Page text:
July 22, 2014


Labelling for tenderized beef in Canada to take effect from August 2014


From August 2014, mechanically tenderised beef must labelled by registered beef processors in Canada, in accordance to a law developed by the federal government following the largest beef recall in the country's history.


Food-safety authorities identified mechanically tenderised beef as part of the problem. Beef steaks sold at a Costco Wholesale store in Edmonton, Alberta, were linked to several confirmed E. coli infections. However, the Canadian Food Inspection Agency was unable to establish if the steaks were contaminated before or after arriving at the store.


In addition, XL Foods Inc., Brooks, Alberta, was connected to beef contaminated with E. coli that sickened 18 people. A subsequent recall included 1,800 beef products. XL Foods accounted for 35% of Canada's beef-processing capacity.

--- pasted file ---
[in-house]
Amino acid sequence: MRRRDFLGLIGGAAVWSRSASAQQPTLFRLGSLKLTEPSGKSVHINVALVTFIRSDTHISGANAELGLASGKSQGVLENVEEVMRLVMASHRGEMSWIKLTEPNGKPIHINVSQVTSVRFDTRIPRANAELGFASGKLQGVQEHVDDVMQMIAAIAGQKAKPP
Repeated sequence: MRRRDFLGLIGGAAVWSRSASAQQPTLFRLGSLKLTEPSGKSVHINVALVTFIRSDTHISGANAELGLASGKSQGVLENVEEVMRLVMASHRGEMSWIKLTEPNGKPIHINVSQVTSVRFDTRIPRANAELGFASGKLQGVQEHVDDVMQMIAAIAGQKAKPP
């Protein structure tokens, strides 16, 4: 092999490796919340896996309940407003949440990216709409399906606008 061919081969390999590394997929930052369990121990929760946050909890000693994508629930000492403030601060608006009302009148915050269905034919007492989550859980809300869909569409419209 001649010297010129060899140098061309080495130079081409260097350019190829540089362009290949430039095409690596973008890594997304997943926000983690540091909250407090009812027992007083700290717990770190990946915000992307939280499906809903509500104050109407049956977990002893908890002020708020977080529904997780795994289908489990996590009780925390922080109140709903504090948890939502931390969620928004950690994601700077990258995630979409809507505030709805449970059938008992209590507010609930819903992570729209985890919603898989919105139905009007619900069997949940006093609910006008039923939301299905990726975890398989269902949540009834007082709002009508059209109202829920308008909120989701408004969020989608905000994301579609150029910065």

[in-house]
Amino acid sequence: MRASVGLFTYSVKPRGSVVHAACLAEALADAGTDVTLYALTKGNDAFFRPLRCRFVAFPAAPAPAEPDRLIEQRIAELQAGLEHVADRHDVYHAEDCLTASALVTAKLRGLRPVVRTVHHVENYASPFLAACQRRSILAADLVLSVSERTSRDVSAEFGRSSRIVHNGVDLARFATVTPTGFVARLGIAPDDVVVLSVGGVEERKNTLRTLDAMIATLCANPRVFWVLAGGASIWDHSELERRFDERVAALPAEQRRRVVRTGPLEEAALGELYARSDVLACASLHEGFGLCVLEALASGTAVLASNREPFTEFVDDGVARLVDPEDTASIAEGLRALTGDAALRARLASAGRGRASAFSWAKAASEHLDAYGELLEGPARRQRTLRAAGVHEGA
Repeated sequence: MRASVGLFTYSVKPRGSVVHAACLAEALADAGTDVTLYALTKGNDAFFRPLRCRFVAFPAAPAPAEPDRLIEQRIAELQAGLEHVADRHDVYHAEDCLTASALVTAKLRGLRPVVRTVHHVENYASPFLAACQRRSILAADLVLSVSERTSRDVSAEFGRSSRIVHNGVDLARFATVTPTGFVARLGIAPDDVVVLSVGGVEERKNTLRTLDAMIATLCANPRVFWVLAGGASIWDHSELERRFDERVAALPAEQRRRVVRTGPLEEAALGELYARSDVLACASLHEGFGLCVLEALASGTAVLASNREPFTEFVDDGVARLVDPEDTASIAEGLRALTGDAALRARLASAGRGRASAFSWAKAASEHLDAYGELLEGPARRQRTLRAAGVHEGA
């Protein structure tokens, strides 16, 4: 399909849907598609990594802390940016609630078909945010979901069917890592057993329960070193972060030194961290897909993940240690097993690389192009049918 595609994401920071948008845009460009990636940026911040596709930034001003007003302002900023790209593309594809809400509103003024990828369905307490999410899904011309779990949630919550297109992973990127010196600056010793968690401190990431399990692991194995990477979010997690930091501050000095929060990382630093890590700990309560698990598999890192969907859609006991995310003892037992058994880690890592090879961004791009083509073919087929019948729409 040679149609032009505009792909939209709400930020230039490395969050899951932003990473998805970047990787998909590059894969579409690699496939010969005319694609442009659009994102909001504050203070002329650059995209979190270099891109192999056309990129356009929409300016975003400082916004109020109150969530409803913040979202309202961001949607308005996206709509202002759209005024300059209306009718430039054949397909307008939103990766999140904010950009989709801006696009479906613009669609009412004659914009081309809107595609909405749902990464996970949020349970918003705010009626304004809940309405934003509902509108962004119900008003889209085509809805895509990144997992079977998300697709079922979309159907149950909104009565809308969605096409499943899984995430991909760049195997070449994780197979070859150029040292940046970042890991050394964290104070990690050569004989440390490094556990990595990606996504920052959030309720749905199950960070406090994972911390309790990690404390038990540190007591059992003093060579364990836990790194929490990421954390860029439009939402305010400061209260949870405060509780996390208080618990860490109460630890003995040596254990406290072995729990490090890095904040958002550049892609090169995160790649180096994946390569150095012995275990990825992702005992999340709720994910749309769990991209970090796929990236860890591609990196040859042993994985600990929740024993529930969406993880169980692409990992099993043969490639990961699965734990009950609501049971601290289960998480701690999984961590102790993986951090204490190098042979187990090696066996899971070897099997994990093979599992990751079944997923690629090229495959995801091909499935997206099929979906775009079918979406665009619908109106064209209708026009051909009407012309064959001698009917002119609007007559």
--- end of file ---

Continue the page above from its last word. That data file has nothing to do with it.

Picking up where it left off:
Brazil-based JBS SA bought out XL Foods in 2012.


In May 2013, food-safety authorities announced that registered plants producing mechanically tenderised beef must label products as tenderised and provide cooking instructions to protect consumers against foodborne illness. The requirement is part of a larger federal initiative called Safe Food for Canadians Action Plan. Voluntary labeling practices had been established in 2012.


The USDA proposed labeling requirements which included emphasising validated cooking methods, minimum internal temperatures and resting time for mechanically tenderised beef. The proposed requirements also included labeling mechanically tenderised beef products.


In October 2013, the American Meat Institute recommended that the agency withdraw the proposed labeling rule.

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